Both internal migrant workers and illegal immigrants within India experience displacement and illegality in strikingly similar ways. This paper shows how this shared precarity is manufactured by the state in service of the global neoliberal economic order. By doing so, the paper challenges conventional understandings about citizenship.
Hazarika’s academic work on the North East reflects his background in journalism, human rights activism and his lived experiences as a citizen of this region. Although it was written in 1994, this book remains one of the most important pieces of literature on the region and has shaped much of the discourse. It is interesting to revisit it in the context of the controversy surrounding the updating of the National Register of Citizens in Assam. The question of who can be considered an Indian echoes the sentiments behind many of the nationalist rebellions in the region.
This paper is an analysis of the war split into three sections. The first looks to place the Iraq War and its initial objectives within the various theoretical frameworks about interventions. The second section synthesizes existing literature to analyze three major ground realities that the U.S administration ignored while assessing a post-Saddam Iraq. The last section makes a case for three major consequences of the intervention, with regards to the current state of world affairs. By doing so, this paper aims to understand why the U.S intervened and who stood to benefit from it turning into an all-out war.
This paper analyses how humanitarian communication is framed to balance the goals of fundraising with important ethical considerations. The implications that this has for post-conflict reconciliation are examined. Further, the role of frames in defining grievable and ungrievable lives is assessed.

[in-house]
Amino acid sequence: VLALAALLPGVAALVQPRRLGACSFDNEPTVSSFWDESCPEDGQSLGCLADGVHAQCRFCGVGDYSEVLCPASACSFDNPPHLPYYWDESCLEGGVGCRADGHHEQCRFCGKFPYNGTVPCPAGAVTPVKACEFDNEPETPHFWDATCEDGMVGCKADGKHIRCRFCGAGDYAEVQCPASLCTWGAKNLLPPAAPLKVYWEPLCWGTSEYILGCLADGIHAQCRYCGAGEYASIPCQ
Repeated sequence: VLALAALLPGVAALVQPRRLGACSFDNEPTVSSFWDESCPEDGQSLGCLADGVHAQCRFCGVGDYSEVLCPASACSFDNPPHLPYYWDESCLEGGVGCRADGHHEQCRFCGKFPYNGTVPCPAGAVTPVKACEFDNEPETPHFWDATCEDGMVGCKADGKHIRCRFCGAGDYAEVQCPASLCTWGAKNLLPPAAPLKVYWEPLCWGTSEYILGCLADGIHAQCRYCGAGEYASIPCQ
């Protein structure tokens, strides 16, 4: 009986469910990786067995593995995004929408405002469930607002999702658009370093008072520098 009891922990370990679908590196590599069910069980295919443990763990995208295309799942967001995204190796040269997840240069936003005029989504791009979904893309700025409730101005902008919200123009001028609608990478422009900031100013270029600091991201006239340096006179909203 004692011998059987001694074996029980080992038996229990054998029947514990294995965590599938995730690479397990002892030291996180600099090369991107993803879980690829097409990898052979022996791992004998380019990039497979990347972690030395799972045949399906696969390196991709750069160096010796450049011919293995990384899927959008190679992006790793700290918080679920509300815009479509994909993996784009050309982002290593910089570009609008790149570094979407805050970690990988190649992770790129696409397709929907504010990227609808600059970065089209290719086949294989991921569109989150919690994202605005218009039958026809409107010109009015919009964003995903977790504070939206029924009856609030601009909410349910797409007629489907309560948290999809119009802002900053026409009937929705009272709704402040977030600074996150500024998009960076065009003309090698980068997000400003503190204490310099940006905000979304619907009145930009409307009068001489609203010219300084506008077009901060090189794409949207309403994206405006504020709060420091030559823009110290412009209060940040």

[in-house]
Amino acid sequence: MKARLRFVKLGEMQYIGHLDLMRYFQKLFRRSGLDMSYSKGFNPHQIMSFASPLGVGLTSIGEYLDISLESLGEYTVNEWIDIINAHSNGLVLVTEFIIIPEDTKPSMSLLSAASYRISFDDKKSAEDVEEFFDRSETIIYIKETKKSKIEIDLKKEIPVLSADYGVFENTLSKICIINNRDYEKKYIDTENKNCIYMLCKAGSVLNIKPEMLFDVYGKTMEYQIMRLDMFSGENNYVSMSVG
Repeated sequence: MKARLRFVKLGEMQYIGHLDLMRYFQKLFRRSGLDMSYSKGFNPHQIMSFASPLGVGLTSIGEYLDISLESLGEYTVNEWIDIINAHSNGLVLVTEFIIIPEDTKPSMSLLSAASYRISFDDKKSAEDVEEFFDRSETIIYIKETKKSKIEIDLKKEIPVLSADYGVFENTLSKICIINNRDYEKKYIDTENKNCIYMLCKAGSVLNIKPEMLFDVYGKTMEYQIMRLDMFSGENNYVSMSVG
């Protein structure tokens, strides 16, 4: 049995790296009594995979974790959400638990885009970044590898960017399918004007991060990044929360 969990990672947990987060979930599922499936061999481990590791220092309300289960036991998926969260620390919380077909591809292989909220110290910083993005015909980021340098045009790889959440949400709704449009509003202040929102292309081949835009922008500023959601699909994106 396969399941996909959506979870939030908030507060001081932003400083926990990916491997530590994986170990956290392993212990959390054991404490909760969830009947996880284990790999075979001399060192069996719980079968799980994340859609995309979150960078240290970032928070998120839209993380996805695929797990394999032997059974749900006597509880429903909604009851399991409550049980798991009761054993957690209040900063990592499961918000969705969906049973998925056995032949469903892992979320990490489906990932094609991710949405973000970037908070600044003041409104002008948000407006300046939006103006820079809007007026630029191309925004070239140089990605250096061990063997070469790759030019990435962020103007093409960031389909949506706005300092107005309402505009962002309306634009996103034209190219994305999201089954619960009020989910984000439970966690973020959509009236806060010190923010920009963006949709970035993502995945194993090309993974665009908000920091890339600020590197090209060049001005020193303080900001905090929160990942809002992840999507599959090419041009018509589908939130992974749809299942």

Is religious belief & behaviour an evolutionary adaptation? Or is it an incidental by-product of the development of certain cognitive functions of the brain that possibly had non-religious evolutionary purposes. This paper looks at existing research in the field of Evolutionary Psychology and Neuroscience to answer this question.
This paper aims to discuss the process by which feminism has challenged and reconceptualised the limited notions of human rights. Critique of the male-centric nature of human rights and the imagined insularity of the public and private spheres is evidenced through the debate surrounding abortion and physician-assisted suicide.
Western imports such as the nation state, representative democracies and the idea of sovereignty played a huge role in perpetuating divisive identities in post-independence Sri Lanka. By ascertaining the role of colonialism in Sri Lanka’s ethnic conflict, this paper emphasizes the need to decolonize the region and builds a case for further research exploring non-western solutions to the ethnic divide.
The religion vs. secularism debate over social justice and equality in India creates divisive identities and strategically obscures the overarching problem of patriarchy that privileges Brahmin men over all others. By critically examining reforms to Religious Personal Laws in India, and the mechanisms that enable it, this paper aims to understand the nexus between patriarchy, religion and the state.